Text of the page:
Brett Klika by Brett Klika
on

Foundational motor abilities (FMAs) provide a foundational building block for the development of nearly every physical skill. A key component of this foundation is perceptual motor skills, which enable children to explore their physical environment with their senses and provide motor output. Base functional strength and power, as well as postural stability and mobility, are also critical aspects of developing a foundation of FMAs. These foundational building blocks of physical literacy—and how to use drills and games to build them—are discussed in greater detail below. 

 

Base Functional Strength and Power

Base functional strength refers the ability to efficiently exert enough force to move the body or an external load in any plane of motion to accomplish a motor output based on sensory input. 

This is not an expression of maximal strength, but rather a threshold capacity to safely and effectively perform gross movement patterns. An appropriate level of base functional strength and power creates a foundation to be able to perform nearly every physical activity. A child’s ability crawl, stand, walk, run, climb, jump, hop, etc. while maintaining an appropriate degree of postural integrity displays a functional level of base strength and power. 

With the modern patterns of youth inactivity, strength-to-weight ratios have become greatly compromised. Increasing numbers of children are unable to achieve the threshold strength to mobilize their body weight effectively. By creating environments that require children to move their body weight in a variety of positions, orientations and environmental conditions, health and fitness professionals can help all children improve their base functional strength and power. In turn, they become more competent and confident with movement for life. 

Recommended drills/games: Variations of sit-to-stand drills and games, climbing, crawling, rolling, obstacle courses, jumping activities, pulling and pushing large objects, and whole-body support activities (hanging, planking)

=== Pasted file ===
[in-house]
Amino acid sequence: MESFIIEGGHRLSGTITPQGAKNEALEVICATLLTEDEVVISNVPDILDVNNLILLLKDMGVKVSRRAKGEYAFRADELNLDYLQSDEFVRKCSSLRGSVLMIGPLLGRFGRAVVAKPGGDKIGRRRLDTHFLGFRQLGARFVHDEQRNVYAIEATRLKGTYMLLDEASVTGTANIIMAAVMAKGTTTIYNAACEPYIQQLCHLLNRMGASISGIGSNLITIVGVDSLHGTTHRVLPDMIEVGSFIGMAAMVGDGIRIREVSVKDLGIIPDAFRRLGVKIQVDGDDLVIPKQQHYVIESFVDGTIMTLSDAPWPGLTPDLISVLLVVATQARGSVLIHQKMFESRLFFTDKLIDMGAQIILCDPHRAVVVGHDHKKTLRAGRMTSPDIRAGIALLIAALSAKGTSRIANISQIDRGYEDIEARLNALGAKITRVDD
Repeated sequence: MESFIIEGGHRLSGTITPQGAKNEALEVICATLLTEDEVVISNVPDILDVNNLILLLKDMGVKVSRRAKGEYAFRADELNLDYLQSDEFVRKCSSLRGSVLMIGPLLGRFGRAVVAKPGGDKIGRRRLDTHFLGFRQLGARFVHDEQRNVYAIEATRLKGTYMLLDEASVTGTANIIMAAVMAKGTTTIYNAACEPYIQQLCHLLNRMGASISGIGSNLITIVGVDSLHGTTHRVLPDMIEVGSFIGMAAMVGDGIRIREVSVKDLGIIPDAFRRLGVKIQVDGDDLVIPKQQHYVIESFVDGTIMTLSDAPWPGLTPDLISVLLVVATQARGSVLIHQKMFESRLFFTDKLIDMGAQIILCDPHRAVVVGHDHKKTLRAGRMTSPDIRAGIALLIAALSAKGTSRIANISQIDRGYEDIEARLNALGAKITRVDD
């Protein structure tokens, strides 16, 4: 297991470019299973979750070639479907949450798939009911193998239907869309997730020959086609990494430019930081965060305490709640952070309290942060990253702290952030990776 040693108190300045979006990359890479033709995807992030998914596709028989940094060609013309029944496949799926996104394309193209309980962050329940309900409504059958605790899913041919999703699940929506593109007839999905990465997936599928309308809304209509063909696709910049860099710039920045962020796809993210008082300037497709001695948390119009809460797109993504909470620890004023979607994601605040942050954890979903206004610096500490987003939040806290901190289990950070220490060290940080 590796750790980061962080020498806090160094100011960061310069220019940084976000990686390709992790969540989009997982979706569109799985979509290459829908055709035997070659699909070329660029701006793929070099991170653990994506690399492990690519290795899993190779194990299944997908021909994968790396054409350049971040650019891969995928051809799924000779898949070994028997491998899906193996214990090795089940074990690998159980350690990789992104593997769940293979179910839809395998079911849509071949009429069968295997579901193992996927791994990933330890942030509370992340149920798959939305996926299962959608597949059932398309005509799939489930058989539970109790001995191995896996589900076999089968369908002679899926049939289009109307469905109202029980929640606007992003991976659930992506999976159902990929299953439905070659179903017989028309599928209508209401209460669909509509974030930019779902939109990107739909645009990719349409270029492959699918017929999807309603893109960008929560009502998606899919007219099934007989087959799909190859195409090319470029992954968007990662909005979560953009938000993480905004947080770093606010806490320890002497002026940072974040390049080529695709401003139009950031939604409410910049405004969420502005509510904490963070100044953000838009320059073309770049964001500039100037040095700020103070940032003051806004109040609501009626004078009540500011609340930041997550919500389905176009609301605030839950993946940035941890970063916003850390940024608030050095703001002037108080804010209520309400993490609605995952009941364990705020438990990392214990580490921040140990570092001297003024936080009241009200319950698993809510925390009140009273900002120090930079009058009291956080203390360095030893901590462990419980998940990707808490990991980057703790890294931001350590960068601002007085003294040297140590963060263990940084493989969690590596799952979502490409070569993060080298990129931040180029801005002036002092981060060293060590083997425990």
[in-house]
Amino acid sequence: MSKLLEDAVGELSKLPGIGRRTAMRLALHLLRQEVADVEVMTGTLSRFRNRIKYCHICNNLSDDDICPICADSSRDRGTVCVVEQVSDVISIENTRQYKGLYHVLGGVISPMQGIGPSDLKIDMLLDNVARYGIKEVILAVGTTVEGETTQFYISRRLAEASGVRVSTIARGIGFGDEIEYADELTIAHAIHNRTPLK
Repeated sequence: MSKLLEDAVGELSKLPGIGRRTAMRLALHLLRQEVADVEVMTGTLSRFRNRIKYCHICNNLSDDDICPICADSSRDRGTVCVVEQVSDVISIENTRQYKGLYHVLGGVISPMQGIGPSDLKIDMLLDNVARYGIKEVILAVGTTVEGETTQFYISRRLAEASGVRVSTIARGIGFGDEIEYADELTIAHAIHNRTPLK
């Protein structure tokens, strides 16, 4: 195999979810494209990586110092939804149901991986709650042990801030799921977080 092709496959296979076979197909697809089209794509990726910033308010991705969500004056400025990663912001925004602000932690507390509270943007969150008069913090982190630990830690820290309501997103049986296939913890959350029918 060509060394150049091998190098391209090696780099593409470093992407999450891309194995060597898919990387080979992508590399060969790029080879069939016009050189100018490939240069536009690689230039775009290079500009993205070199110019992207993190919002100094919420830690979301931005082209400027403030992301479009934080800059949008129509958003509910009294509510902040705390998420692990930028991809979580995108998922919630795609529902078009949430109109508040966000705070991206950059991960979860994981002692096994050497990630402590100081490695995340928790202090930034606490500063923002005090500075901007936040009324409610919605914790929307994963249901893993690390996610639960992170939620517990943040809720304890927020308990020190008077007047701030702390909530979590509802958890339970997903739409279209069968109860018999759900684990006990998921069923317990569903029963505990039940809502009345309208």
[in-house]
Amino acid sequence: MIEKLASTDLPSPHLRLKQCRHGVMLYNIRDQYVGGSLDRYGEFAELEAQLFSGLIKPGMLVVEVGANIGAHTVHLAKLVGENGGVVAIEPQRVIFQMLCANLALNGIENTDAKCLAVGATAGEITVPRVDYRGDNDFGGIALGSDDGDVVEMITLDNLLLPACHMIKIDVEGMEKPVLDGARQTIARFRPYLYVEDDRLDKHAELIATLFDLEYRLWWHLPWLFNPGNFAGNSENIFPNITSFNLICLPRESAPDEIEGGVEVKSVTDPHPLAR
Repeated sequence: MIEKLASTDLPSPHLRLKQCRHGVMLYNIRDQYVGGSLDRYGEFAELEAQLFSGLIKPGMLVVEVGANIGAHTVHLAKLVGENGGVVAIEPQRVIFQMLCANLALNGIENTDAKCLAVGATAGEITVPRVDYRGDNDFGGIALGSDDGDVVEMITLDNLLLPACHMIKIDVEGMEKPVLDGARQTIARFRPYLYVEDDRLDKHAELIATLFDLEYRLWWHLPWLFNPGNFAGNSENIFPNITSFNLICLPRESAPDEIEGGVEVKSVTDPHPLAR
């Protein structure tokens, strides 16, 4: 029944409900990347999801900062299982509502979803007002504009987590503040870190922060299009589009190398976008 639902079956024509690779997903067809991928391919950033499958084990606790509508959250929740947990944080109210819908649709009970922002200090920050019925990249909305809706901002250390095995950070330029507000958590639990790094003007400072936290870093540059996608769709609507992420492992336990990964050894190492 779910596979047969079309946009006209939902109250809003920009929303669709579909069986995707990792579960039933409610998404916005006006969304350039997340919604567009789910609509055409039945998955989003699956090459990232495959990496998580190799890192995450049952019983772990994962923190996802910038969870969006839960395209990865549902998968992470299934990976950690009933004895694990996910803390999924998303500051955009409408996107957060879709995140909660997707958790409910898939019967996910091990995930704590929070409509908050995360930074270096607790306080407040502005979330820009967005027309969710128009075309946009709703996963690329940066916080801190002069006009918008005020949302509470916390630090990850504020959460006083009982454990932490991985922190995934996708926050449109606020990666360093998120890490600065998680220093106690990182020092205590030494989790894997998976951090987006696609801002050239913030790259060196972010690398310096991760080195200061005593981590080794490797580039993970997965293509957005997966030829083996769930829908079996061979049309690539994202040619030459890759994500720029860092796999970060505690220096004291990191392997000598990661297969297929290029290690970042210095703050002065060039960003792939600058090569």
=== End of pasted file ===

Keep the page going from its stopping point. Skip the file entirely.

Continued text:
Postural Stability and Mobility

Postural and joint mobility and stability refers to two different developmental concepts. 

Postural stability and mobility refers to the ability to maintain integrity and balance amidst external forces such as gravity to stay upright. Children develop this fundamental skill by learning to navigate different surfaces (concrete, dirt, sand, slopes, stairs, etc.) while maintaining balance and efficient movement. 

While most youngsters naturally develop adequate postural mobility and stability to stay upright while they are mobile, an enriching environment that provides them progressive challenges aids in further development of this essential component of the foundational building block of physical literacy. 

Joint mobility and stability refers to an ability for the joints involved with a movement to execute an appropriate range of motion while not compromising joint integrity. Young children are often hypermobile and their neural system must learn to stabilize “loose” joints. As children begin to grow, tissue and muscle fascia can lose pliability, particularly when they are inactive or during a period of heightened growth. The result is a loss in the range of motion of a joint. 

Various pathologies can also limit joint mobility and stability at a young age. When health and fitness professionals can target, assess and program for appropriate joint mobility and stability, kids can increase their ability to move efficiently while decreasing the likelihood of pain and injury. 

Recommended drills and games: Movement observation during activities (assessment), flexibility drills, activities that require large ranges of joint motion (over/under hurdles, climbing, throwing, high steps, sit to stand games), and balance/strength activities that stabilize joint range of motion. 

As described in an earlier blog, these foundational motor abilities help build physical literacy the way that learning sounds is a foundational component of learning to read words. In the next article in this series, we will build on these critical movement “sounds” by creating fundamental movement skills. These are the “words” of physical literacy and form the second foundational level of building the ability to move for life.

Your Future
Is Calling